Still, it is beautiful that he's all over Tel Aviv.

June 15, 2004

Does any one out there have any information about help for disturbed juveniles accused of sexual offenses? The system here seems to be breaking down and there's a kid here who has been in jail for 3 months without trial or therapy and I don't know where to begin to send his mother for help.

There are so many people in this country who have not been 'socialized' in the most basic ways, have come here from the most primitive of conditions, have no idea of how to live in society, and we don't have to means to help all of them.

June 16, 2004

Well, I got the name of a fancy lawyer, gave it to the mother, and he's doing it for nothing. Now we'll see how the system works. A Czech publisher came over today - He's here for a week and wants to do a book of Thomas Ungar in Czech with some poems in English as an appendix. Thomas Ungar, like me, lived in Hebrew, and unlike me wrote poems both in English and Czech, with almost no reference to this country. He lived in Tel Aviv, worked in Hebrew at the University, and yet his literary frame of reference was elsewhere. I couldn't stop thinking about this strangeness, of how we live in Hebrew but so many of us have totally different frames of references, different languages, different cultures. Our Arab neighbors are almost not a surprise to us. The surprise is when we have something in common with someone else!

I've been staying out of politics, not demonstrating when a wall takes over our neighbors' farmland, not complaining even in these pages when injustices take place, and i know that if i have chosen to live in this country i am responsible for all that goes on, but the truth is i have no more strength to fight. It doesn't change what i believe in, but it does change my energy level.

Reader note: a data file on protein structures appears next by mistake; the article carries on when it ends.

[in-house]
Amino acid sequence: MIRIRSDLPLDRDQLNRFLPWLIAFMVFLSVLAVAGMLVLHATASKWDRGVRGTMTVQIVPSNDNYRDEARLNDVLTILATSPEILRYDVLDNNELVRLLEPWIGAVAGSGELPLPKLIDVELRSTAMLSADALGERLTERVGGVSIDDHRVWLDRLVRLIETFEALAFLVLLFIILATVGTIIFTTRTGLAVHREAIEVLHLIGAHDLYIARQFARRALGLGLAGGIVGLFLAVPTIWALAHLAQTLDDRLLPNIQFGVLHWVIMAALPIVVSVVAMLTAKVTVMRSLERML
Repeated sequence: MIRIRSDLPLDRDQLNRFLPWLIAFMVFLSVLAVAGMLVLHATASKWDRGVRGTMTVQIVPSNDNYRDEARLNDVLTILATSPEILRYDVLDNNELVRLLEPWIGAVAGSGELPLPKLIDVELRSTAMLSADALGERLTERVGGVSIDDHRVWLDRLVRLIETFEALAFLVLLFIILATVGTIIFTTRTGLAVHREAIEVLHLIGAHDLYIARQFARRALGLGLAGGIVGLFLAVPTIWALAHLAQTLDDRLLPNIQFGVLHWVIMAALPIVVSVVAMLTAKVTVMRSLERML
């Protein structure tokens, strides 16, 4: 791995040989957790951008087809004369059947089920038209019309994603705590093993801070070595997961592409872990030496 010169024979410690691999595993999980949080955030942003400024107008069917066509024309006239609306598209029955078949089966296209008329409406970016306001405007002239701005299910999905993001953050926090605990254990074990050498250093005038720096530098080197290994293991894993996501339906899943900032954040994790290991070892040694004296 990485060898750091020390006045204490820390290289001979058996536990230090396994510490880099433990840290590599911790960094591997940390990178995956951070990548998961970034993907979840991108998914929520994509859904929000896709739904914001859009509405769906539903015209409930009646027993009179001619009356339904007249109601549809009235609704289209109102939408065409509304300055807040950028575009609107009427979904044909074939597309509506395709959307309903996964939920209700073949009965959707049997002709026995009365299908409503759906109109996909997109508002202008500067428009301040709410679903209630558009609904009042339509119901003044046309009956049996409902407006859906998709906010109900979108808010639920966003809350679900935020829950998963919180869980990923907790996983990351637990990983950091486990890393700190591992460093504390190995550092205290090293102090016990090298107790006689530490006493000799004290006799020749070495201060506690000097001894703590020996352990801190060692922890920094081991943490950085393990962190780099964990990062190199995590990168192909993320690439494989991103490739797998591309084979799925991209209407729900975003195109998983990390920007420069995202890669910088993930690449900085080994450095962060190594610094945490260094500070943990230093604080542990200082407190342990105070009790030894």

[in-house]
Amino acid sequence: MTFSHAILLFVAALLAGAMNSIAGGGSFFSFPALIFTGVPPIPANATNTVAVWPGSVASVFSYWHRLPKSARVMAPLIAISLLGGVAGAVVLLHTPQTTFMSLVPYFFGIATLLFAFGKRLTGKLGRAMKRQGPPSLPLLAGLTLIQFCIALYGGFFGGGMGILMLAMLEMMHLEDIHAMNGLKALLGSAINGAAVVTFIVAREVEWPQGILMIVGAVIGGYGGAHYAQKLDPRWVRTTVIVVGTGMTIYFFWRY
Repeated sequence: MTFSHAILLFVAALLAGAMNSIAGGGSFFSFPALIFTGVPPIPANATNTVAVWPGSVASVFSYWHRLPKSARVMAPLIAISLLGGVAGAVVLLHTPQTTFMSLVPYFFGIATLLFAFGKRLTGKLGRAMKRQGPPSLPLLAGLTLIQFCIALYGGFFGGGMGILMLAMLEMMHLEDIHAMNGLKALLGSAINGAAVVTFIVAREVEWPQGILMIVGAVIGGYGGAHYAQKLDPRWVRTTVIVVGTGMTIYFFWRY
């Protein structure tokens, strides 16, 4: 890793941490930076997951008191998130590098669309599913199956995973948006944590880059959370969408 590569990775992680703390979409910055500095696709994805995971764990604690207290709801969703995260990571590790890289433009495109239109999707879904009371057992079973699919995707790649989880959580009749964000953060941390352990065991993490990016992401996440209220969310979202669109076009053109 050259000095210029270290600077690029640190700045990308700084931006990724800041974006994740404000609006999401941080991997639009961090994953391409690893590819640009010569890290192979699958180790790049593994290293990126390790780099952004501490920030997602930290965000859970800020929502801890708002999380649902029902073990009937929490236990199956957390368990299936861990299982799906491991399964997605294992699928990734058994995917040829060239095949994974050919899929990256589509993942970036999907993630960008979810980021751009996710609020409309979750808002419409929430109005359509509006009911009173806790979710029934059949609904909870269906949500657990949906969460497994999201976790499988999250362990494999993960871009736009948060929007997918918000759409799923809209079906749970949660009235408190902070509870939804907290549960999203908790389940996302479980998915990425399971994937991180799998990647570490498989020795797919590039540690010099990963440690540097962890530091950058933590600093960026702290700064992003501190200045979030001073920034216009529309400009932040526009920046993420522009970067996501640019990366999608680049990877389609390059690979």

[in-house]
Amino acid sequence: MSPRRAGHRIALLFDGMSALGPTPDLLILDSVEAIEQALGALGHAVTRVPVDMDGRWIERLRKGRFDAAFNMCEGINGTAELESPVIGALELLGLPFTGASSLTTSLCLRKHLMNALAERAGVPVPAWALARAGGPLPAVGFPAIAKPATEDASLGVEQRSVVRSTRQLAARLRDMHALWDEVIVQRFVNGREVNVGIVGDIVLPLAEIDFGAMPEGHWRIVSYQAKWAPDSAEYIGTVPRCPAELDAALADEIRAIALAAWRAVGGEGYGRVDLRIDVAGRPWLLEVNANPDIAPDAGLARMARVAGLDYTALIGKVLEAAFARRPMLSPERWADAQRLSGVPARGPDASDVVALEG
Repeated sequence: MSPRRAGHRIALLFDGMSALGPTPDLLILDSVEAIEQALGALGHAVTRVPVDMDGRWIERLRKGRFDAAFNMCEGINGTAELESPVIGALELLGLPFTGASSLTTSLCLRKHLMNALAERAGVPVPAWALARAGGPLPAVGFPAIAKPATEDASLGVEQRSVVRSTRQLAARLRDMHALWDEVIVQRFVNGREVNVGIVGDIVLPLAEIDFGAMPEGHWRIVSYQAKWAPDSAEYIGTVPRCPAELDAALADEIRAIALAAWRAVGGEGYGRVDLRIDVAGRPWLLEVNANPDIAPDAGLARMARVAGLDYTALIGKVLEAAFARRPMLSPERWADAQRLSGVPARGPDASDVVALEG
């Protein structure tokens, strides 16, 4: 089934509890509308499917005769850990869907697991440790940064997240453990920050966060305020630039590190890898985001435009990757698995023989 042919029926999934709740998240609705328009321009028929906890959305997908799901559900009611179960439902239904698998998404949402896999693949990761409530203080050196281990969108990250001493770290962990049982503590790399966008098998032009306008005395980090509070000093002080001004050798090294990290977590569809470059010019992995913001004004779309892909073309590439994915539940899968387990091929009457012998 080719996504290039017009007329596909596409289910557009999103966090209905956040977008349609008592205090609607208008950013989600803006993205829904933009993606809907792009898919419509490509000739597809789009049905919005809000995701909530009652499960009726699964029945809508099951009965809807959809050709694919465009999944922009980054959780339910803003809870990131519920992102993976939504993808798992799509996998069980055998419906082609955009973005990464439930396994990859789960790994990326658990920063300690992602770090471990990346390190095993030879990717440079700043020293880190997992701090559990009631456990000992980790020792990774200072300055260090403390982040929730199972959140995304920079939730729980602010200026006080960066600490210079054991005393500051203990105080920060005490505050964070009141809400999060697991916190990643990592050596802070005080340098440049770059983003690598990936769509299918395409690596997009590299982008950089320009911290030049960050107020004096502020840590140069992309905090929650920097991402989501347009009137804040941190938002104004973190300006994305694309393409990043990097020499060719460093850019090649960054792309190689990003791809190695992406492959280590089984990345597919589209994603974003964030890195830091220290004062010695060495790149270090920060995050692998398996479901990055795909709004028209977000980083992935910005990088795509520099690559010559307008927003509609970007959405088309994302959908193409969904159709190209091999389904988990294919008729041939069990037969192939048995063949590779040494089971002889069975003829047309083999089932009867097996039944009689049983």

I'm not sick - thanks for asking - just tired.

June 17, 2004

And now we learn that the September 11 were also caused by Bin Laden's desire to stir the pot in the middle east - which i think i said all along - and that Iraq wasn't at all involved - which I couldn't believe at the time. It was a dirty operation, but I am in awe of Bin Laden's brilliance and understanding that civilization can be used against itself.

Rena just sent me this site about a CBC program concerning the Impact of Terror, a study of the Sbarro Bombing. We tend to forget that each terrorist incident leaves people dead, maimed, injured, and terribly scarred. And all their relatives and friends as well. And those who witnessed or helped or just missed...


Everyone I know just missed

being blown up at five to four on Monday.

Every one I know just turned

the corner and looked back

when it blew up, or took

a different route that day

and were a few blocks

off. Only a few

were supposed to be elsewhere

but missed the bus, or the light, or their luck,

and wound up all over Dizengoff.